Another room for improvement is in customer experience, notably consultancy services. Nowadays, it’s not enough to sell crop protection products, seeds, or fertilizers to end customers. Clients ask for advice, and they need a consultant in their corner who will help identify a problem within their fields and offer an effective solution. And input suppliers can do that by relying on insights from EOSDA Crop Monitoring.
So, agro input manufacturers or distributors who provide products and access to remote sensing tools can engage more with their clients and change their reactive approach to proactive: offer solutions to end users even before they ask for it. And all those offers are supported by data.
What EOSDA Crop Monitoring Features Are The Most Critical For Input Suppliers?
The NDVI mentioned above is one of the platform’s 18 available indices — numbers quantifying a plant’s vegetation state for each pixel in an image taken remotely by satellites with optical sensors. NDVI shows plant health based on the correlation between reflected and absorbed near-infrared light by the plant. Besides delivering critical insights on crop growth, indices help detect and prevent various anomalies, such as nutrient deficiency, pest infestations, crop diseases, cold, heat stress, etc. The NDVI index is also commonly used to track drought, predict agricultural production, help in forecasting fire zones and desert offensive maps.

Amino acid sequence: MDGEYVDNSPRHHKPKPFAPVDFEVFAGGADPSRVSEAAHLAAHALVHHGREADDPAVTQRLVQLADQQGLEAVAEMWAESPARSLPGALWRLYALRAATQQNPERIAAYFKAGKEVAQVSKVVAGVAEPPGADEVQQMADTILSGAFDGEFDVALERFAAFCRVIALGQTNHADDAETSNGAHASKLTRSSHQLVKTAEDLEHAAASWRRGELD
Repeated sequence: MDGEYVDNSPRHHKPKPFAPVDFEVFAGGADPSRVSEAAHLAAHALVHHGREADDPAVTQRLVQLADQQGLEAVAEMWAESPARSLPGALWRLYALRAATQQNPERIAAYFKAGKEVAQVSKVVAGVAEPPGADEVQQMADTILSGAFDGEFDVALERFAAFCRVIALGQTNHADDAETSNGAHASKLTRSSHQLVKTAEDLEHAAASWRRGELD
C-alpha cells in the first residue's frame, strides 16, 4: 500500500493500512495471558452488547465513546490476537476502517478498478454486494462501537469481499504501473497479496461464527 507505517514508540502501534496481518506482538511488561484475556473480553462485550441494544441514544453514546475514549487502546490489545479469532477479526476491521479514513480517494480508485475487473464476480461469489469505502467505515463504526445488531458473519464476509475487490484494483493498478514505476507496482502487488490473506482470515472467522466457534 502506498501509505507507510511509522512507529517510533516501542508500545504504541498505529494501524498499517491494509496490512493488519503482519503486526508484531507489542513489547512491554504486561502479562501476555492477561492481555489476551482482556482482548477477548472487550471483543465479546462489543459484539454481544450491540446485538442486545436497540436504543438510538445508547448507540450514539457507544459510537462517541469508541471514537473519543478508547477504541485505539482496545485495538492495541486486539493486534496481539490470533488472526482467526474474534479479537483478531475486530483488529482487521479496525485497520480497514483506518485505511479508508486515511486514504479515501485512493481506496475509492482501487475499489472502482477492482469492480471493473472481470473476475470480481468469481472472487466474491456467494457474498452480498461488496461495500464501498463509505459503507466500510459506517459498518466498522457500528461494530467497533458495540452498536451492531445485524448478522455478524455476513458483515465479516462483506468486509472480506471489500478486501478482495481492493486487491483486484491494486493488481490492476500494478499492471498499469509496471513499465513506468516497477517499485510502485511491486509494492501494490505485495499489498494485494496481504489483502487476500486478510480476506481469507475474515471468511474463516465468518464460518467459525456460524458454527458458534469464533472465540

Another index-related feature is layers indices. It gives users the ability to see NDVI or other index values in the global Layer for multiple adjacent fields simultaneously. That way, one can estimate the state of crops quickly.
Split view also simplifies the farmers’ work. With it, users compare two images of the same field made on different dates to detect changes in crop conditions over time. There are three split-view modes: vegetation and custom indices, field monitoring, and water stress detection (NDMI).
Input suppliers can help farmers and agro companies optimize the use of their products based on the productivity levels of field plots to save money. The zoning feature used to create vegetation and productivity maps makes differential seed planting and fertilizing possible.